The Case of Jason Peter Darragh
At around 12:15 am to 12:30 am on April 20, 2017, Australian Jason Peter Darragh and Singapore police officers had a violent verbal and physical confrontation at Changi Airport. Within several hours, videos of the fight circulated the internet. In the viral footage, two officers attempt to engage Darragh in conversation, which likely concerned an earlier event in which Darragh allegedly took man’s phone, threw it to the ground, and then cursed at the man. Upon being approached by the Singapore police, Darragh is seen to place his headphones over his ears and do a dance that incorporated inappropriate gestures. As the police motioned for him to stop and touched his arm, he started acting violently, swinging and pushing at the police officers. When he knocked down one police officer, Senior Staff Sergeant Koh, more police officers rushed in to pin Darragh to the ground. He was then arrested for “using abusive language against public servants and the use of criminal force to deter public servants from discharging their duties,” the police said. In fewer than two weeks, between April 21 and May 1, Darragh had landed himself in more trouble for misconduct.
The Public Prosecutor intends to charge Darrah with eleven offences. Currently, Darragh has been in remand at Changi Prison Complex Medical Centre for over a month, and was offered bail at S$20,000, but has not been bailed out by a Singaporean because any person arrested in Singapore must be bailed out by a Singapore citizen who is older than 21 years old.
What is Happening to Darragh Now?
In the most recent time Darragh reported to Court (June 8, 2017), the prosecutor offered him a plea deal. Assistant prosecutor Lim Yu Hui confirmed that if Darragh pleads guilty, the prosecution will proceed with four counts, the other seven would be taken into consideration during sentencing. According to the Penal Code, Section 225, the act of “offering resistance or illegal obstruction to the lawful apprehension of any other person for an offence” is punishable by “imprisonment for a term which may extend to 5 years and/or with fine.” Furthermore, Lorraine Finlay, an international law lecturer at Murdoch University added that Australia does not have an international prisoners’ transfer arrangement with Singapore, which means if Darragh is sentenced to prison, he will have to serve the entire sentence here in Singapore.
In response to the offered plea deal, Darragh’s lawyer said Darragh is not willing to accept the plea deal because the sentence the prosecution has declared is “a bit too high.”
What is a Plea Deal?
What is it about the so-called plea deal that makes Darragh not want to accept it? A plea deal, otherwise known as a plea bargain or plea agreement, is any agreement in a criminal case between the prosecutor and defendant whereby the defence agrees to plead guilty in exchange for an agreement by the prosecutor to drop some charges, reduce the gravity of a charge, or propose to the Judge a sentence that the defence thinks is reasonable. In other words, the defendant will plead guilty to the original criminal charge(s) for a lighter sentence; this is one permutation of the plea deal. For example, a charge can be reduced from Section 325 of the Penal Code (voluntarily causing grievous hurt) which would be punishable by “imprisonment for a term which may extend to 10 years, and shall also be liable to fine or to caning” to Section 323 of the Penal Code (voluntarily causing hurt) which would be punishable by “imprisonment for a term which may extend to 3 years, or with fine which may extend to $5,000, or with both.”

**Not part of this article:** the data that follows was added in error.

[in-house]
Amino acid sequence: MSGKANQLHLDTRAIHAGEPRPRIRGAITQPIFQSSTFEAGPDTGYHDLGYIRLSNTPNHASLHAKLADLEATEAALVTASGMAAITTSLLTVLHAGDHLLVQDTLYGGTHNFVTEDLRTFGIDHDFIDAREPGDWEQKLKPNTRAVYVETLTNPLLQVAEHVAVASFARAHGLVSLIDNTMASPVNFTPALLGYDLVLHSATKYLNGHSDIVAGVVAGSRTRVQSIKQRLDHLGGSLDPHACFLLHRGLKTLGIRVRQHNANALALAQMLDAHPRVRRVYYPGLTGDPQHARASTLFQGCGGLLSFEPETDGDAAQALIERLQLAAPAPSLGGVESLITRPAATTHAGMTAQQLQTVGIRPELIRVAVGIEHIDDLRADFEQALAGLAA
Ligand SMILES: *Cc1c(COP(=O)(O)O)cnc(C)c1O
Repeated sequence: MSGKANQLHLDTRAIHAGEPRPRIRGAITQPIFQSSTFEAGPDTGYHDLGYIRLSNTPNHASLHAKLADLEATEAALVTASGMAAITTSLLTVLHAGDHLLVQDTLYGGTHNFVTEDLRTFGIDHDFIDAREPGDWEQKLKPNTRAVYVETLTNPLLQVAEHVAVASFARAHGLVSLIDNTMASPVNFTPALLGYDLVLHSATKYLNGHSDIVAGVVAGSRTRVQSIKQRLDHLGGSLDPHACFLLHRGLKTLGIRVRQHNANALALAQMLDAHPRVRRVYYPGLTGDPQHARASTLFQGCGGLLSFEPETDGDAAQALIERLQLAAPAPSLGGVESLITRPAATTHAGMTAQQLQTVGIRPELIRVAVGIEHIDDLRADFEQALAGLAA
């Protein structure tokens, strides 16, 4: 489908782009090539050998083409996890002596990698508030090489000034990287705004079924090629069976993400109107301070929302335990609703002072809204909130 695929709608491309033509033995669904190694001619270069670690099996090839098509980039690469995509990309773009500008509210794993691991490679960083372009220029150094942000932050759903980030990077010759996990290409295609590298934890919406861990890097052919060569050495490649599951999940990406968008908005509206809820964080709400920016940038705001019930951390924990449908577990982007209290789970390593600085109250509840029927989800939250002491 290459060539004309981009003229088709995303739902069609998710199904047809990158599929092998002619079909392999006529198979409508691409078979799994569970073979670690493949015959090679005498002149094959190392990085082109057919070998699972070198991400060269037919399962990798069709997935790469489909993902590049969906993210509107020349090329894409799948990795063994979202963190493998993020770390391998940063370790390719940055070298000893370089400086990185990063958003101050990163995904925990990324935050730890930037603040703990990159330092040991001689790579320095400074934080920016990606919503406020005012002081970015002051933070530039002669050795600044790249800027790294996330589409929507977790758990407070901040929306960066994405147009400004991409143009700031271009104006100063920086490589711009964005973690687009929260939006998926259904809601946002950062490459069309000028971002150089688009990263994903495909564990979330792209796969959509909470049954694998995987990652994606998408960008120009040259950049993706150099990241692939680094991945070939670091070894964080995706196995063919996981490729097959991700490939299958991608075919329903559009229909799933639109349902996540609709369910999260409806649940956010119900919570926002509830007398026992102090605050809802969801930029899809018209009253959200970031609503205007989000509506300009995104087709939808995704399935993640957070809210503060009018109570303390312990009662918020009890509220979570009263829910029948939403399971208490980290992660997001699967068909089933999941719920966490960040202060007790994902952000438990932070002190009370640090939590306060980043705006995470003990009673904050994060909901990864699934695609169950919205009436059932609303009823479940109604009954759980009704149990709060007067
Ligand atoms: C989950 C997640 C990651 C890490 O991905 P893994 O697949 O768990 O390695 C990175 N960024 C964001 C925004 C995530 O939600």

The benefits of accepting a Plea Deal
Typically a Plea Deal will offer the defendant a lighter sentence or a reduced number of charges that the prosecutor would pursue if the matter goes to trial. In such a scenario, the defendant is given the opportunity to accept the offer thus eliminating the need for a lengthy trial and the risk of a being sentenced with a higher sentence.
How can we help?
Jason Peter Darragh seems to be struggling with the law, and he is only prolonging the process at the expense of everyone involved in the case. Whether you find yourself in Darragh’s position or in that of the prosecution, please don’t hesitate to contact I.R.B. Law LLP. At I.R.B. Law LLP, our team of experienced lawyers can advise and guide you through your legal process with the aim of resolving your matter thoroughly and expeditiously.
We strive to take care of our clients no matter the case. Your first consultation with us is always free, and we would be pleased to hear from you and be of service. Please don’t hesitate to contact us at Hello@irblaw.com.sg or call at 6298 2537.
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